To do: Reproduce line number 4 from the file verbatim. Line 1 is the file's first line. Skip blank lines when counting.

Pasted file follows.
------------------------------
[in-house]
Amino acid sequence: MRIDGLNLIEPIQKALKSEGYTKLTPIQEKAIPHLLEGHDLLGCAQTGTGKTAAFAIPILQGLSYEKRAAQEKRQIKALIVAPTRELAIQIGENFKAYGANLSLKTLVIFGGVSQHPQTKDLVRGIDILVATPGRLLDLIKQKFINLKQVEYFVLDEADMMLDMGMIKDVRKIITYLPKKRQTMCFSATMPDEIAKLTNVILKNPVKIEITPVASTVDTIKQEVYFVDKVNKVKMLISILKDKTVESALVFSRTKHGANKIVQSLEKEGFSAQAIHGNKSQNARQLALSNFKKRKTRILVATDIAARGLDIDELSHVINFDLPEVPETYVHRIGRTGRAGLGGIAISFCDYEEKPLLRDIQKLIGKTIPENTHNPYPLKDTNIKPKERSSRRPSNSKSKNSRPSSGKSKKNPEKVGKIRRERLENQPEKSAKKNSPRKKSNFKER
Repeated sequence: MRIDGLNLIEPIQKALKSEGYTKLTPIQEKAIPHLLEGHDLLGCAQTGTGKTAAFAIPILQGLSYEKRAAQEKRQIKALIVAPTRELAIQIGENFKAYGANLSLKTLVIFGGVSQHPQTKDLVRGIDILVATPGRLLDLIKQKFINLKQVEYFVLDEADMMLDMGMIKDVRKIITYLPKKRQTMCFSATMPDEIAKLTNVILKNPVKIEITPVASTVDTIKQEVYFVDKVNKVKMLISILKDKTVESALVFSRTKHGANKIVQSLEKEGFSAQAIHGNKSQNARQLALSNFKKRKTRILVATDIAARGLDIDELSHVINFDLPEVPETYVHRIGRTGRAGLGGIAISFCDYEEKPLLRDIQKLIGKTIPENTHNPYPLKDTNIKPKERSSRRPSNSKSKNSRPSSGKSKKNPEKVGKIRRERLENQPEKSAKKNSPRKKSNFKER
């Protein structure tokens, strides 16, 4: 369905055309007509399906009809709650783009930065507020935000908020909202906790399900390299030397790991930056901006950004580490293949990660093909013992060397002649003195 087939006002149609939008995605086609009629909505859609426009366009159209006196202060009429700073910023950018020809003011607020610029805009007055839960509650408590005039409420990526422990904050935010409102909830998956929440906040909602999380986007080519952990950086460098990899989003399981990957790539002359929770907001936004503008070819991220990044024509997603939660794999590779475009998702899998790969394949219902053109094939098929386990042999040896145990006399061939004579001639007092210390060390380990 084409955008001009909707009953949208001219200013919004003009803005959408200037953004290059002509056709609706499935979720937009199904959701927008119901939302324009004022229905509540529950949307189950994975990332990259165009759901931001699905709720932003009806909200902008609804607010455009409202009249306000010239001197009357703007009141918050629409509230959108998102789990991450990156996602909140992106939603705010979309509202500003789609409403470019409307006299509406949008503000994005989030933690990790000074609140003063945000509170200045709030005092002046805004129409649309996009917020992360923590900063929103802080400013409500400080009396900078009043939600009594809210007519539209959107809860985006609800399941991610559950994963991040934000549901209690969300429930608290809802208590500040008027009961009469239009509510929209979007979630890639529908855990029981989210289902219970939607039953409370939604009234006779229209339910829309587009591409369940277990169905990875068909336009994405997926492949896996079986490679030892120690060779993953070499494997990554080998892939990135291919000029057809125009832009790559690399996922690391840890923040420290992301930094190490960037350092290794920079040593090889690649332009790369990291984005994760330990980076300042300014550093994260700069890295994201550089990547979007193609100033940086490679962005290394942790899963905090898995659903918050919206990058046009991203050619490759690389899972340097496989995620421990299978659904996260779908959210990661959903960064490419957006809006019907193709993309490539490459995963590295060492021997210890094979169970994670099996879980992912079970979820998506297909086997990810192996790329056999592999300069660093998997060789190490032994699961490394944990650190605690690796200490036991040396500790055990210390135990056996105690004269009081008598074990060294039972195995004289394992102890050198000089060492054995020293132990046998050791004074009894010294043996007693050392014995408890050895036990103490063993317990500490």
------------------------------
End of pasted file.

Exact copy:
């Protein structure tokens, strides 16, 4: 369905055309007509399906009809709650783009930065507020935000908020909202906790399900390299030397790991930056901006950004580490293949990660093909013992060397002649003195 087939006002149609939008995605086609009629909505859609426009366009159209006196202060009429700073910023950018020809003011607020610029805009007055839960509650408590005039409420990526422990904050935010409102909830998956929440906040909602999380986007080519952990950086460098990899989003399981990957790539002359929770907001936004503008070819991220990044024509997603939660794999590779475009998702899998790969394949219902053109094939098929386990042999040896145990006399061939004579001639007092210390060390380990 084409955008001009909707009953949208001219200013919004003009803005959408200037953004290059002509056709609706499935979720937009199904959701927008119901939302324009004022229905509540529950949307189950994975990332990259165009759901931001699905709720932003009806909200902008609804607010455009409202009249306000010239001197009357703007009141918050629409509230959108998102789990991450990156996602909140992106939603705010979309509202500003789609409403470019409307006299509406949008503000994005989030933690990790000074609140003063945000509170200045709030005092002046805004129409649309996009917020992360923590900063929103802080400013409500400080009396900078009043939600009594809210007519539209959107809860985006609800399941991610559950994963991040934000549901209690969300429930608290809802208590500040008027009961009469239009509510929209979007979630890639529908855990029981989210289902219970939607039953409370939604009234006779229209339910829309587009591409369940277990169905990875068909336009994405997926492949896996079986490679030892120690060779993953070499494997990554080998892939990135291919000029057809125009832009790559690399996922690391840890923040420290992301930094190490960037350092290794920079040593090889690649332009790369990291984005994760330990980076300042300014550093994260700069890295994201550089990547979007193609100033940086490679962005290394942790899963905090898995659903918050919206990058046009991203050619490759690389899972340097496989995620421990299978659904996260779908959210990661959903960064490419957006809006019907193709993309490539490459995963590295060492021997210890094979169970994670099996879980992912079970979820998506297909086997990810192996790329056999592999300069660093998997060789190490032994699961490394944990650190605690690796200490036991040396500790055990210390135990056996105690004269009081008598074990060294039972195995004289394992102890050198000089060492054995020293132990046998050791004074009894010294043996007693050392014995408890050895036990103490063993317990500490």